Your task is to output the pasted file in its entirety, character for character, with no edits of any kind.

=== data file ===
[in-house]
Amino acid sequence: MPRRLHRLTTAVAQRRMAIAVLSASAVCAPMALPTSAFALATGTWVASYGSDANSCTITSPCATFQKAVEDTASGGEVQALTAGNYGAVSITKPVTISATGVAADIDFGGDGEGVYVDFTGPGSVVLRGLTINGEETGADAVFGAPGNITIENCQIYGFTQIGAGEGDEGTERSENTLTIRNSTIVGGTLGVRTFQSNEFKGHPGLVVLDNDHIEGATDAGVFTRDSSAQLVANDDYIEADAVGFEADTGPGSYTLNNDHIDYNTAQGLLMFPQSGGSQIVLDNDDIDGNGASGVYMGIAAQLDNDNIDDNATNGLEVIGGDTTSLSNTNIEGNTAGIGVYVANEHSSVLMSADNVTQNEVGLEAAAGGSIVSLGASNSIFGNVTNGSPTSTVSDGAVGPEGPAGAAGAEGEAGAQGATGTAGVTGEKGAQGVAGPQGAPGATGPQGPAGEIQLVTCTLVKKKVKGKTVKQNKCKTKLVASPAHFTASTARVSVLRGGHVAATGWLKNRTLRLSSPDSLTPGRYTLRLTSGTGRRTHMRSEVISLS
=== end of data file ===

[in-house]
Amino acid sequence: MPRRLHRLTTAVAQRRMAIAVLSASAVCAPMALPTSAFALATGTWVASYGSDANSCTITSPCATFQKAVEDTASGGEVQALTAGNYGAVSITKPVTISATGVAADIDFGGDGEGVYVDFTGPGSVVLRGLTINGEETGADAVFGAPGNITIENCQIYGFTQIGAGEGDEGTERSENTLTIRNSTIVGGTLGVRTFQSNEFKGHPGLVVLDNDHIEGATDAGVFTRDSSAQLVANDDYIEADAVGFEADTGPGSYTLNNDHIDYNTAQGLLMFPQSGGSQIVLDNDDIDGNGASGVYMGIAAQLDNDNIDDNATNGLEVIGGDTTSLSNTNIEGNTAGIGVYVANEHSSVLMSADNVTQNEVGLEAAAGGSIVSLGASNSIFGNVTNGSPTSTVSDGAVGPEGPAGAAGAEGEAGAQGATGTAGVTGEKGAQGVAGPQGAPGATGPQGPAGEIQLVTCTLVKKKVKGKTVKQNKCKTKLVASPAHFTASTARVSVLRGGHVAATGWLKNRTLRLSSPDSLTPGRYTLRLTSGTGRRTHMRSEVISLS